Friday, October 26, 2012

Playground Safety Isn't Child's Play

When it comes to safety, Mike Holmes doesn't play around. In this article, reposted from the Ottawa Citizen, Mike speaks about the challenges of building a playground that's safe for kids to play on, as he did in the "Building Castles" episode of Holmes Makes It Right, which aired on HGTV Canada last Tuesday. Many playground related deaths are due to drawstrings from clothing getting caught on equipment as a child slides, jumps, or runs. This risk is even greater in a place like Canada, where children tend to wear more clothing due to a colder climate. To ensure the safety of the children who would eventually play on the High Park playground, Mike made sure that it met or exceeded the Canadian Standards Association's guidelines for playground safety. Read on...

Playground safety isn’t child’s play

Building things for little people demands thinking outside the box

Playground safety isn’t child’s play

More than 29,000 children end up in emergency rooms across Canada each year due to playground injuries, making safety a major concern.

Photograph by: Alex Schuldt , The Holmes Group

I’m always talking about different ways to make your home better, healthier and safer. You know the saying “think outside the box”? Well, it’s important to think outside the home — especially if we’re talking about children’s safety. Taking care of your kids goes beyond the walls of your house.
Playing outdoors is an important part of growing up and it helps children develop strong social skills and self-confidence. Part of our job as parents, grandparents, guardians or caregivers is to make sure we provide safe environments where kids can play.
When I was a kid, the playground was the epicentre of fun. You could run, jump, climb and swing until you were completely exhausted. But with all that activity, it’s no wonder playgrounds are also a popular place for kids to get hurt.
Bruises, bumps and scratches are all part of growing up. But the problem is when the injuries are more serious, such as broken bones or head trauma. That’s why safety measures need to be taken to prevent kids from being seriously hurt.
In Canada we have the Canadian Standards Association (CSA), which provides safety guidelines on everything from gas fireplaces to electrical safety. Since 1990, the CSA has been providing standards to help keep kids safe on public playgrounds. This includes information on materials, proper installation, equipment requirements, safety inspections and maintenance.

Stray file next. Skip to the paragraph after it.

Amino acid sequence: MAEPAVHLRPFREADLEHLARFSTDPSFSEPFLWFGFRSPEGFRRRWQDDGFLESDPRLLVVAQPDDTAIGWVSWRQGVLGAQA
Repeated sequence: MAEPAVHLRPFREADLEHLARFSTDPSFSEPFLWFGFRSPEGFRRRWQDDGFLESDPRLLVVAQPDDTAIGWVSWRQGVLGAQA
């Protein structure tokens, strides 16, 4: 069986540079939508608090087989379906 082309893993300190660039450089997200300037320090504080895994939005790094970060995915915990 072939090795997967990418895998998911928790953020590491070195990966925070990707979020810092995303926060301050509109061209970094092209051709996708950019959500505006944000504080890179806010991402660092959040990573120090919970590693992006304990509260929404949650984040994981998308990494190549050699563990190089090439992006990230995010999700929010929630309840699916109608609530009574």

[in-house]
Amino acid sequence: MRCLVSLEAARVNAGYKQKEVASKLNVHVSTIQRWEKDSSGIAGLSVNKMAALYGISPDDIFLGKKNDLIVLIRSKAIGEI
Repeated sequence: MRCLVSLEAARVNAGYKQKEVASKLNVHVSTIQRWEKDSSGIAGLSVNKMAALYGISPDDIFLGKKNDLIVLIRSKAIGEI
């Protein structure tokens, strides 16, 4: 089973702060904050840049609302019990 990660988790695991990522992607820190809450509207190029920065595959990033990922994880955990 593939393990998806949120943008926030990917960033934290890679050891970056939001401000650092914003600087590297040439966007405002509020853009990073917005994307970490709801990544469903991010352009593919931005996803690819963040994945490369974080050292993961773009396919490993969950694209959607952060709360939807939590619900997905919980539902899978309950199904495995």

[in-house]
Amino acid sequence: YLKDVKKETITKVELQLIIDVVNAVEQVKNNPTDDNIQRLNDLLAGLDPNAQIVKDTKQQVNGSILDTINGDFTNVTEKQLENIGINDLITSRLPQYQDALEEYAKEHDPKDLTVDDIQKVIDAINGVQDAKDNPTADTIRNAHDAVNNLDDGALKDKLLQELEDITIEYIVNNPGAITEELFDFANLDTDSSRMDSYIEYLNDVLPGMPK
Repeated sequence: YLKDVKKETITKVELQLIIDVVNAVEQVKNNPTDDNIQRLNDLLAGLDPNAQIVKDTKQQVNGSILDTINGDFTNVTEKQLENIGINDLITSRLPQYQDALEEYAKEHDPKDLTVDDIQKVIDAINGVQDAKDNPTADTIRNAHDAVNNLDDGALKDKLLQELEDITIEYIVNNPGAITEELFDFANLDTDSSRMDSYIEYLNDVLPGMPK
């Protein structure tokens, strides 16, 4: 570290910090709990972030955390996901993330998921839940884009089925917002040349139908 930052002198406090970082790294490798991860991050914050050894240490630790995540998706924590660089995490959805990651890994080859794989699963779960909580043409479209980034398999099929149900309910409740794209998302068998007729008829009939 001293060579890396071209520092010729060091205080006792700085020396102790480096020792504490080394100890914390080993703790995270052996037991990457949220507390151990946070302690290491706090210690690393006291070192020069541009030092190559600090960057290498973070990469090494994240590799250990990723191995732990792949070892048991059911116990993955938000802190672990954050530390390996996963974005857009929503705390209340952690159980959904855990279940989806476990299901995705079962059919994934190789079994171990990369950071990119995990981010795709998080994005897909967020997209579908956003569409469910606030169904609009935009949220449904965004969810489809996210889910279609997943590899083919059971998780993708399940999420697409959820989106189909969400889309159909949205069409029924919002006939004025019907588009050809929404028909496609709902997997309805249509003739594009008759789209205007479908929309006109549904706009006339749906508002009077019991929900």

These guidelines get revised and updated, based on new research. But they’re voluntary. That means on a national level there’s no one going around inspecting playgrounds to make sure they meet CSA standards. Instead, we have regulations — and depending on where you live in Canada, these regulations will be different.
For example, in some parts of Canada daycare centre operators can’t get an operating licence if their playground doesn’t meet the CSA standard.
This past summer I was involved in a rebuild project that was definitely “out of the box” for me. We rebuilt a playground in Toronto’s High Park. It was the first time many of us had ever built a playground. We might be experts in construction, but we weren’t experts in playground safety. So I did what I always do: I brought in the pros.
Playground safety inspectors have the right skills and training to evaluate how safe a playground is. We had an inspector come out every couple of days during the build to look over everything. Usually they come at the end of the build, but we were on a tight schedule. It was easier for the inspector to be there to catch potential problems and correct them immediately instead of waiting until the end.
Luckily, playground deaths are rare in Canada. But when they happen they’re usually caused by scarves or strings on clothing getting caught as kids go down a slide, swing or jump off a platform. It’s also a greater risk in colder climates where kids tend to wear more clothing with drawstrings. That’s why buying playground equipment is specific to each region — what’s safe in the U.S. might not be safe here.
The most serious playground injury is related to drawstring entanglement. Another big one is entrapment, which is when kids get trapped in small spaces, like in between guardrails or ladder rungs. That’s why openings on playgrounds should be less than 3.5 inches (8.9 centimetres).
The most common cause of injury on Canadian playgrounds is falling. So we used the most impact-resilient wood fibre we could find that would be safe for children (they could even put it in their mouths, although I’m not recommending this). The wood fibre is also a fire retardant, so it won’t burn. According to the CSA, the required depth for the protective surface area is a minimum of 300 millimetres, but we put in 457 mm just to be sure.
Overhead clearance is also an issue for most playgrounds — but not the one we built. Instead of sticking to the five-foot-three-inch (160-cm) minimum, we built a six-foot-five-inch (196-cm) clearance.
It was important to me to build a playground that was easy for parents to navigate to get to their kids quickly, in case anything happened. I also wanted parents to be able to play and run through the structure with their kids without worrying about bumping their heads. That meant making the overhead clearance high enough for most adults.
The big difference between building code and playground safety regulations is you’re dealing with smaller users, so you have to be more aware of the issues they face. With the right pros, you can make almost any structure safe for children. And when it comes to their safety, there’s no playing around.
Catch Mike Holmes in his new series, Holmes Makes It Right, Tuesdays at 9 p.m. on HGTV. For more information, visit For more information on home renovations, visit
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